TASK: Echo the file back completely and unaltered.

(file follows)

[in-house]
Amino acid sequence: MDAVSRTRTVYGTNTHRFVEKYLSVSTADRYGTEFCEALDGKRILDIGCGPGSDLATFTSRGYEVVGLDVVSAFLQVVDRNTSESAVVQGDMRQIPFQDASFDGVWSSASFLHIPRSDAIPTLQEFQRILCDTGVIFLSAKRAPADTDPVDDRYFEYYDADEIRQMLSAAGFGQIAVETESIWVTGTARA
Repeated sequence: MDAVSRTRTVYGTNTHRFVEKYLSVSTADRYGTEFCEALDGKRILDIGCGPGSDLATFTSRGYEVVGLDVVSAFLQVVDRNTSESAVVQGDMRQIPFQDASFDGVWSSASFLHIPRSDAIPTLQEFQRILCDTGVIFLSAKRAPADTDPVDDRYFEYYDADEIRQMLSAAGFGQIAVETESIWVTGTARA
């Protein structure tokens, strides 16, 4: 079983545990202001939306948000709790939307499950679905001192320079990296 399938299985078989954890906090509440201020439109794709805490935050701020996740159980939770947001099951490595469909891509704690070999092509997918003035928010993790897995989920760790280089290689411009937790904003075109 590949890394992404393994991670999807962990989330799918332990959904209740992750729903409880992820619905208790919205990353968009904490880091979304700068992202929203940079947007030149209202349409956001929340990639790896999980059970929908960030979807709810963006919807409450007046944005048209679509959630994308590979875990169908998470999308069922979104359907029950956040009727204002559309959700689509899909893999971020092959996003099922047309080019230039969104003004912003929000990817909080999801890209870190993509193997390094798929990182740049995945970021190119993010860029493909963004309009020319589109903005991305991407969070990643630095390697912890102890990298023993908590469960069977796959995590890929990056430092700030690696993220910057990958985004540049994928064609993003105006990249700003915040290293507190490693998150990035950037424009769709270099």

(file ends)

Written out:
[in-house]
Amino acid sequence: MDAVSRTRTVYGTNTHRFVEKYLSVSTADRYGTEFCEALDGKRILDIGCGPGSDLATFTSRGYEVVGLDVVSAFLQVVDRNTSESAVVQGDMRQIPFQDASFDGVWSSASFLHIPRSDAIPTLQEFQRILCDTGVIFLSAKRAPADTDPVDDRYFEYYDADEIRQMLSAAGFGQIAVETESIWVTGTARA
Repeated sequence: MDAVSRTRTVYGTNTHRFVEKYLSVSTADRYGTEFCEALDGKRILDIGCGPGSDLATFTSRGYEVVGLDVVSAFLQVVDRNTSESAVVQGDMRQIPFQDASFDGVWSSASFLHIPRSDAIPTLQEFQRILCDTGVIFLSAKRAPADTDPVDDRYFEYYDADEIRQMLSAAGFGQIAVETESIWVTGTARA
């Protein structure tokens, strides 16, 4: 079983545990202001939306948000709790939307499950679905001192320079990296 399938299985078989954890906090509440201020439109794709805490935050701020996740159980939770947001099951490595469909891509704690070999092509997918003035928010993790897995989920760790280089290689411009937790904003075109 590949890394992404393994991670999807962990989330799918332990959904209740992750729903409880992820619905208790919205990353968009904490880091979304700068992202929203940079947007030149209202349409956001929340990639790896999980059970929908960030979807709810963006919807409450007046944005048209679509959630994308590979875990169908998470999308069922979104359907029950956040009727204002559309959700689509899909893999971020092959996003099922047309080019230039969104003004912003929000990817909080999801890209870190993509193997390094798929990182740049995945970021190119993010860029493909963004309009020319589109903005991305991407969070990643630095390697912890102890990298023993908590469960069977796959995590890929990056430092700030690696993220910057990958985004540049994928064609993003105006990249700003915040290293507190490693998150990035950037424009769709270099």